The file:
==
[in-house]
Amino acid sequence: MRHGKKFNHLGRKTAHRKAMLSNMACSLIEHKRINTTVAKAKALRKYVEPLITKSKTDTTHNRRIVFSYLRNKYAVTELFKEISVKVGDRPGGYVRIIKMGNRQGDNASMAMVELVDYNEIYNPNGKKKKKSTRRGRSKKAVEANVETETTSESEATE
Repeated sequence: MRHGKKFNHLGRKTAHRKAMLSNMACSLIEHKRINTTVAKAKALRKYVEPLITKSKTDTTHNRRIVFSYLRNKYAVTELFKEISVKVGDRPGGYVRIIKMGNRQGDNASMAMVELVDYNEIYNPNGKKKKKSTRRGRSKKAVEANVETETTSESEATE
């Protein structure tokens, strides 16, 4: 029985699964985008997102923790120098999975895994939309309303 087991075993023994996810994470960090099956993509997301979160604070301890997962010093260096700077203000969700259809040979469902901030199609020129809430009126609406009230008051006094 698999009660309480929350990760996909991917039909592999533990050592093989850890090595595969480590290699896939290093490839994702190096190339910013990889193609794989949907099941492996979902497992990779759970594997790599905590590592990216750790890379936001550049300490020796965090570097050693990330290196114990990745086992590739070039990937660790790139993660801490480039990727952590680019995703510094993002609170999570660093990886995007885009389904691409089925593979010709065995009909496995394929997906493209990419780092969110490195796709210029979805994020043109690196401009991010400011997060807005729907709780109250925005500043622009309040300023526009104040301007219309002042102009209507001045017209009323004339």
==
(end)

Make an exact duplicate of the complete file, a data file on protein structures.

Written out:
[in-house]
Amino acid sequence: MRHGKKFNHLGRKTAHRKAMLSNMACSLIEHKRINTTVAKAKALRKYVEPLITKSKTDTTHNRRIVFSYLRNKYAVTELFKEISVKVGDRPGGYVRIIKMGNRQGDNASMAMVELVDYNEIYNPNGKKKKKSTRRGRSKKAVEANVETETTSESEATE
Repeated sequence: MRHGKKFNHLGRKTAHRKAMLSNMACSLIEHKRINTTVAKAKALRKYVEPLITKSKTDTTHNRRIVFSYLRNKYAVTELFKEISVKVGDRPGGYVRIIKMGNRQGDNASMAMVELVDYNEIYNPNGKKKKKSTRRGRSKKAVEANVETETTSESEATE
């Protein structure tokens, strides 16, 4: 029985699964985008997102923790120098999975895994939309309303 087991075993023994996810994470960090099956993509997301979160604070301890997962010093260096700077203000969700259809040979469902901030199609020129809430009126609406009230008051006094 698999009660309480929350990760996909991917039909592999533990050592093989850890090595595969480590290699896939290093490839994702190096190339910013990889193609794989949907099941492996979902497992990779759970594997790599905590590592990216750790890379936001550049300490020796965090570097050693990330290196114990990745086992590739070039990937660790790139993660801490480039990727952590680019995703510094993002609170999570660093990886995007885009389904691409089925593979010709065995009909496995394929997906493209990419780092969110490195796709210029979805994020043109690196401009991010400011997060807005729907709780109250925005500043622009309040300023526009104040301007219309002042102009209507001045017209009323004339």